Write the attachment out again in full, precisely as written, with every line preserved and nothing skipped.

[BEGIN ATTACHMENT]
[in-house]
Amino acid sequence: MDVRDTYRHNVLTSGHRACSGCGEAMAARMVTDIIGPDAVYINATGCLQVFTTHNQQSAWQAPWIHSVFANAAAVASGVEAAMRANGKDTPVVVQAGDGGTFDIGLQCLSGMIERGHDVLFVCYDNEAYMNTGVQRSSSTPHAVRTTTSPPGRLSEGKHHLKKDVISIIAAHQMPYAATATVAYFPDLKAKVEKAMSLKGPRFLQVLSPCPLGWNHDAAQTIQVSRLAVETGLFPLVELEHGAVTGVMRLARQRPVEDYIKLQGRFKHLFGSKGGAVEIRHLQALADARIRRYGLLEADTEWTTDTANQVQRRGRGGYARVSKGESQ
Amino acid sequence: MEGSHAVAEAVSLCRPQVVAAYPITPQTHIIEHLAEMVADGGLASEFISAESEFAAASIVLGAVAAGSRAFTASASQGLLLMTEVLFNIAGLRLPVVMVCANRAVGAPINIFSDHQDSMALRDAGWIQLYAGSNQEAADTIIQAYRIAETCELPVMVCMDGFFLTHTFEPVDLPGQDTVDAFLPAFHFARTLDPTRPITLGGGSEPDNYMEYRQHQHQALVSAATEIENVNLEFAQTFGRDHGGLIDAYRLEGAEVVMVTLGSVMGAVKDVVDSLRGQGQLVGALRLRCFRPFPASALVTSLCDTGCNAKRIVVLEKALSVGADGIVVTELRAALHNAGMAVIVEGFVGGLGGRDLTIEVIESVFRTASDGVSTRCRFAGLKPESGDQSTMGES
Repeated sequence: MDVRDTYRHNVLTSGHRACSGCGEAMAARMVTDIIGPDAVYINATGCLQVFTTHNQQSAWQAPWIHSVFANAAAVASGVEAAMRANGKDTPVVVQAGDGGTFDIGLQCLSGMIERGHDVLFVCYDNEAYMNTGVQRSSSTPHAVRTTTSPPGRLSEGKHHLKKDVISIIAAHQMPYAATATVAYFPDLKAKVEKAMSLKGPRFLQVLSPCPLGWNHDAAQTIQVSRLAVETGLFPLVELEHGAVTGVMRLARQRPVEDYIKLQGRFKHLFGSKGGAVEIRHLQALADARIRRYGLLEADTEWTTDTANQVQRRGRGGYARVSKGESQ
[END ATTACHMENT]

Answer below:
[in-house]
Amino acid sequence: MDVRDTYRHNVLTSGHRACSGCGEAMAARMVTDIIGPDAVYINATGCLQVFTTHNQQSAWQAPWIHSVFANAAAVASGVEAAMRANGKDTPVVVQAGDGGTFDIGLQCLSGMIERGHDVLFVCYDNEAYMNTGVQRSSSTPHAVRTTTSPPGRLSEGKHHLKKDVISIIAAHQMPYAATATVAYFPDLKAKVEKAMSLKGPRFLQVLSPCPLGWNHDAAQTIQVSRLAVETGLFPLVELEHGAVTGVMRLARQRPVEDYIKLQGRFKHLFGSKGGAVEIRHLQALADARIRRYGLLEADTEWTTDTANQVQRRGRGGYARVSKGESQ
Amino acid sequence: MEGSHAVAEAVSLCRPQVVAAYPITPQTHIIEHLAEMVADGGLASEFISAESEFAAASIVLGAVAAGSRAFTASASQGLLLMTEVLFNIAGLRLPVVMVCANRAVGAPINIFSDHQDSMALRDAGWIQLYAGSNQEAADTIIQAYRIAETCELPVMVCMDGFFLTHTFEPVDLPGQDTVDAFLPAFHFARTLDPTRPITLGGGSEPDNYMEYRQHQHQALVSAATEIENVNLEFAQTFGRDHGGLIDAYRLEGAEVVMVTLGSVMGAVKDVVDSLRGQGQLVGALRLRCFRPFPASALVTSLCDTGCNAKRIVVLEKALSVGADGIVVTELRAALHNAGMAVIVEGFVGGLGGRDLTIEVIESVFRTASDGVSTRCRFAGLKPESGDQSTMGES
Repeated sequence: MDVRDTYRHNVLTSGHRACSGCGEAMAARMVTDIIGPDAVYINATGCLQVFTTHNQQSAWQAPWIHSVFANAAAVASGVEAAMRANGKDTPVVVQAGDGGTFDIGLQCLSGMIERGHDVLFVCYDNEAYMNTGVQRSSSTPHAVRTTTSPPGRLSEGKHHLKKDVISIIAAHQMPYAATATVAYFPDLKAKVEKAMSLKGPRFLQVLSPCPLGWNHDAAQTIQVSRLAVETGLFPLVELEHGAVTGVMRLARQRPVEDYIKLQGRFKHLFGSKGGAVEIRHLQALADARIRRYGLLEADTEWTTDTANQVQRRGRGGYARVSKGESQ